I am still trying to figure out if Walker paid for the surgery with a credit card or straight cash, considering the Raiders didn't know about it and his health insurance is through the team.

Yeah, you got it right. Let's take the Super Bowl away from the very fans who supported and grew the league. Having been to a Super Bowl, I know the costs involved, so let's make it even harder and more expensive for the fans to go. Makes sense to me.--Ben Hart, Brunswick Ga.

Man, you guys are laying it on this week. My thoughts on having a Super Bowl internationally got ripped to shreds by the readers. I didn't expect the idea to be popular with fans in the U.S., because they derive no real or immediate benefit from it.

My point is the NFL is a business and is constantly looking for ways to generate more sustainable growth. The American market is getting close to being maxed out; the propensity of teams to sell PSLs and the discussion of adding additional games is evidence of that fact. If a Super Bowl abroad could generate meaningful growth overseas, that seems like a better option than continuing to try to suck every penny out of the domestic faithful. I still think it makes sense from a business perspective for the NFL to hold a Super Bowl elsewhere. Growing the game in Europe or internationally probably won't have a huge impact if the NFL looks at their business solely over the next 5-10 years. If the NFL has more of a 30-40 year time horizon and really thinks about its business growth going forward for the long term, international expansion is a must.

If you think the Super Bowl should be played in London, then how about a Super Bowl in New York? The main argument against a Super Bowl anywhere north has been the weather, yet London's weather is just as cold as New York in early February.--John D, New York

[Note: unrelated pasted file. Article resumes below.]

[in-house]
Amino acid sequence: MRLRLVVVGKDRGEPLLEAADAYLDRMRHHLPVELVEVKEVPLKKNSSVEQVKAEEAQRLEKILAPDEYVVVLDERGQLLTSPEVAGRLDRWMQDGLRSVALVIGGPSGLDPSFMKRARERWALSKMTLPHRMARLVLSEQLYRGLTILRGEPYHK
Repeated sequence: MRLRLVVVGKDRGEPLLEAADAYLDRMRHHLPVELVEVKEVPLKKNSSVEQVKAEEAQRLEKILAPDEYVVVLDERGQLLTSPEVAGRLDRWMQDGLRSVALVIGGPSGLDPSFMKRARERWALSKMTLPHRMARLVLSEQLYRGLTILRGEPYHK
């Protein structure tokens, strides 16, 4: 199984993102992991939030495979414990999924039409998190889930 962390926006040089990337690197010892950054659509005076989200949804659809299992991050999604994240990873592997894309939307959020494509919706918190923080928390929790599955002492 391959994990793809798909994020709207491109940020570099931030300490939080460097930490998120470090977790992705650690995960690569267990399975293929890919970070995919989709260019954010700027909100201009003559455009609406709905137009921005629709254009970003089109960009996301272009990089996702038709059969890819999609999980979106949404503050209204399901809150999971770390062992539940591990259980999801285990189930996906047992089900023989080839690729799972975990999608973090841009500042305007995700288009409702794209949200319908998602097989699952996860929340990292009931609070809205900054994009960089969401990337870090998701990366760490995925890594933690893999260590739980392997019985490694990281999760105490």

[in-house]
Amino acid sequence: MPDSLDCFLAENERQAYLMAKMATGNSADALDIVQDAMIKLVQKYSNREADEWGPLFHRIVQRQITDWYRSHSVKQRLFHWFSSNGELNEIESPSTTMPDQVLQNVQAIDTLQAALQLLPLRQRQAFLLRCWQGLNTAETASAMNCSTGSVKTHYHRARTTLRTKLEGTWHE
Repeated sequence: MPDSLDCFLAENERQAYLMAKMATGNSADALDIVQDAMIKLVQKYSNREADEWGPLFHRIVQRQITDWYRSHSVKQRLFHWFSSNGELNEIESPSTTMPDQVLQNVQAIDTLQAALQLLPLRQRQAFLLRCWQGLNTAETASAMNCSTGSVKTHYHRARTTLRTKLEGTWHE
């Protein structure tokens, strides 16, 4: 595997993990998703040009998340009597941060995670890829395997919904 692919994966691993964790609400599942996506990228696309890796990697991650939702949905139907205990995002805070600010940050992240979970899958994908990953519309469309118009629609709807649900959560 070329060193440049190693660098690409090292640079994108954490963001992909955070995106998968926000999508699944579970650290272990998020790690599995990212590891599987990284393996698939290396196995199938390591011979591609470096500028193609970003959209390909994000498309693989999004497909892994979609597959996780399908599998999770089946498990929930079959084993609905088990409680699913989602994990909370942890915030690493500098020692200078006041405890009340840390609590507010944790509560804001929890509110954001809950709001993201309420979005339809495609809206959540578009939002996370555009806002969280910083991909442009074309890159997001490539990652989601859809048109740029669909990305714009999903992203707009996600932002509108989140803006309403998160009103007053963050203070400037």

You would get no complaints from me about a Super Bowl in New York or any cold-weather city for that matter. If the championship games can be played in sub-freezing temperatures, like at Lambeau Field a couple of years ago, why can't the biggest game of them all? I understand the reasoning behind wanting the event in a warm-weather climate or in a dome, but I personally think a Super Bowl in New York would be awesome. It rained in Miami the last time the game was played down there, so even though a warm-weather city gives the game a better opportunity to be weather neutral it is not exactly fool-proof.

My question, as a Bills fan, is how much control will the Bills have over what is shown on T.O.'s VH-1 show? They signed him after the deal was done, so they knew it was going to happen. Could they refuse to cooperate? I suppose they wouldn't have signed him if they objected. But would they have any say on content?--Aron Schneider, Sundridge, Ontario

I would imagine the Bills would forbid T.O. from filming anything that could either put the organization at a competitive disadvantage or paint the Bills in a negative light. Buffalo is a small market, so maybe the franchise is happy to get this type of exposure and coverage just like the Bengals are thrilled to be this year's featured team on HBO's Hard Knocks. That said, I can't imagine teams like New England, Pittsburgh or even Kansas City, now that Scott Pioli is in charge, condoning something like this in any way, shape, or form because of the either real or perceived distraction.